You're finally holding your chosen container, nibbling what's inside on the way to somewhere seated - and eyes are fixated on you.
'How've they made up their mind?' question some. 'Are they seriously already having a full meal?' murmur others.
A few are judging, discerning; even mocking your decision. Others are simply looking on with envy, yearning for the same, struggling to understand how you managed to actually come to terms with the fact that really, there's only really one option to be taken in entirety.
On Sunday I went for the curry - a rich chicken tandoori, with velvety daal and a samosa. The garlic wafted amid the staring crowds. In sunshine, hungover, there's nothing better.
Farmers' markets and 'street feasts' are magical affairs. Within ten minutes you journey from India to Japan, travel from a French charcuterie to a strange homemade contraption that makes ginger beer for £1.50 a pop. And it doesn't taste of sweeteners or flavourings, but of - at least I imagine - Victorian afternoons beside riverbanks.
The problem is with so many nourishing wonders it's hard to come to terms with it all. Skipping from samples of locally-made sausages to little squares of brownies on cocktail sticks, it's almost tortuous to realise that only one, or perhaps two, will actually become a full meal.
Sure, there's overeating to be done - it doesn't have to end with one paper plate of falafels and hummus. But nobody can have it all. And that's painful. As the first dish is finished there's always the dramatic revelation that you're actually fuller than you thought.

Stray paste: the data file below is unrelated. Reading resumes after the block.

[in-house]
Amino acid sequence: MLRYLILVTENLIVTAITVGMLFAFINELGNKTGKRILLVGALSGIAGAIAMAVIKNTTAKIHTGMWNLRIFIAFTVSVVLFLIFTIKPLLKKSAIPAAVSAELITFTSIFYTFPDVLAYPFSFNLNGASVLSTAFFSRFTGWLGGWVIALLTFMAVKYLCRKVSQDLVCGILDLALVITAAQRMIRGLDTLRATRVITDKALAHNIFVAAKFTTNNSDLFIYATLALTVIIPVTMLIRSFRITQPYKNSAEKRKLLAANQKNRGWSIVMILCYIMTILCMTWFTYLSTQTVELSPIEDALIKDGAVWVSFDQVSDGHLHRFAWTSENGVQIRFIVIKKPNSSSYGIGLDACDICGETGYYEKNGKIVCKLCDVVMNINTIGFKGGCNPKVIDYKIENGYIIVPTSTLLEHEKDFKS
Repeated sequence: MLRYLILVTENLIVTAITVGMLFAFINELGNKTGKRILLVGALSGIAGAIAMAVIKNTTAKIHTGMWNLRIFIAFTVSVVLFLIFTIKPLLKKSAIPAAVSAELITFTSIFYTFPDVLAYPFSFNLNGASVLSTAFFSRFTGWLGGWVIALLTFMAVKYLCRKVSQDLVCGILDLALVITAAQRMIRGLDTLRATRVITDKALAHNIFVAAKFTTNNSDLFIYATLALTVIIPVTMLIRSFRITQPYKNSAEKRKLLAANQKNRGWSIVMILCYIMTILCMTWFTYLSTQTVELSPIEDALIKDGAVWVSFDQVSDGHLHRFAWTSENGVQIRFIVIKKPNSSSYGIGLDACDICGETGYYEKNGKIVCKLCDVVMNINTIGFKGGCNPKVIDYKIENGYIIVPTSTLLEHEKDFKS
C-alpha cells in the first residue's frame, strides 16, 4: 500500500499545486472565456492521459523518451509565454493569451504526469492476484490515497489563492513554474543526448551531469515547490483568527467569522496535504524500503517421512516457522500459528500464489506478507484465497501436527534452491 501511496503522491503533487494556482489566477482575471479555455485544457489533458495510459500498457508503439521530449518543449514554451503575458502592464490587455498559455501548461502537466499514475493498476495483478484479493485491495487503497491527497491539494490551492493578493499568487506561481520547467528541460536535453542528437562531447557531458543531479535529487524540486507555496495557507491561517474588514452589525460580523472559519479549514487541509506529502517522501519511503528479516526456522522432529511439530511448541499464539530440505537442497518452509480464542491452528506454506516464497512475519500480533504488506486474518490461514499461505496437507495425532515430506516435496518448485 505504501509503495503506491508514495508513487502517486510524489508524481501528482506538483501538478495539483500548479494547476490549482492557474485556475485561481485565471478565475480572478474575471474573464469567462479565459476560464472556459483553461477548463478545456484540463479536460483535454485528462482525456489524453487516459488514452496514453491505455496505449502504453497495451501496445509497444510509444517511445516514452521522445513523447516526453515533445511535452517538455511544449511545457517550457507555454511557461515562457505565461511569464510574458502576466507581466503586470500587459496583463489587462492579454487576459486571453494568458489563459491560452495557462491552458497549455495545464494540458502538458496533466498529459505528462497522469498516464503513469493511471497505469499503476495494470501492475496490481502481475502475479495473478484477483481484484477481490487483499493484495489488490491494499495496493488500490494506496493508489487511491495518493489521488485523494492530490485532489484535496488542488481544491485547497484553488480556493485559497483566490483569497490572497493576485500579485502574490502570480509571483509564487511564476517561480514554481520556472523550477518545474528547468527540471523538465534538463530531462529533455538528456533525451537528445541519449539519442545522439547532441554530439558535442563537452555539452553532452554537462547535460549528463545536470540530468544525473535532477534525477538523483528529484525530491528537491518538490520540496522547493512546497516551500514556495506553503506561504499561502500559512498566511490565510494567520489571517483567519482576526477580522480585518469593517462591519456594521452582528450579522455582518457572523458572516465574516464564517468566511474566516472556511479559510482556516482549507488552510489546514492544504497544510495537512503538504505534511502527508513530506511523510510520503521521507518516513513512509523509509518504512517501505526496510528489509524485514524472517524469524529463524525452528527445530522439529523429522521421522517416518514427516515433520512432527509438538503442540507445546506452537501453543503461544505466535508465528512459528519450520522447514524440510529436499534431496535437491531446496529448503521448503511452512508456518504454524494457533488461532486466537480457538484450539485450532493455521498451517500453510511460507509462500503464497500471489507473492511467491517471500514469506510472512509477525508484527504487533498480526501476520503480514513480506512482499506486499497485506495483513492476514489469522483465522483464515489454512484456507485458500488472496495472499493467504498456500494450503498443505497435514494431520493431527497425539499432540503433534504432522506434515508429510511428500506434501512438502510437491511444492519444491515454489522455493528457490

Because while strolling amid stalls there's no way of avoiding popping in cubes of artisan rye all smothered in chutney, tucking into cubes of cheese, munching on vegetable batons. Quite rightly, you've said, 'oh okay then, I'll give it a try', to just about everything thrust in your direction.
It's impossible to hold any reserve of course, not at these events. They're always affordable, wholesome; only scroungers or those on hunger strike are able to leave without having enjoyed half a farm and most of an orchard.
But when surrounded by so many nationalities, dishes, and cultures, experiences are so often bitter sweet. As soon as the die is cast you always have to pass all the other stalls that didn't cut the mustard. Although they could have, that's the thing. How on earth are we supposed to decide between jerk chicken and lamb tagine?
Yes, farmers' markets and evening pop-ups are some of food's greatest accomplishments, vital components of the industry; they're also mean, testing times where everyone's stuck in a constant whirl of indecisiveness.
For when you finally bite into that sweet smelling pork bun, however good the sauce may be and however tender the meat, you suddenly become aware of the fact that actually, you wanted six gyozas. And a massive hot dog.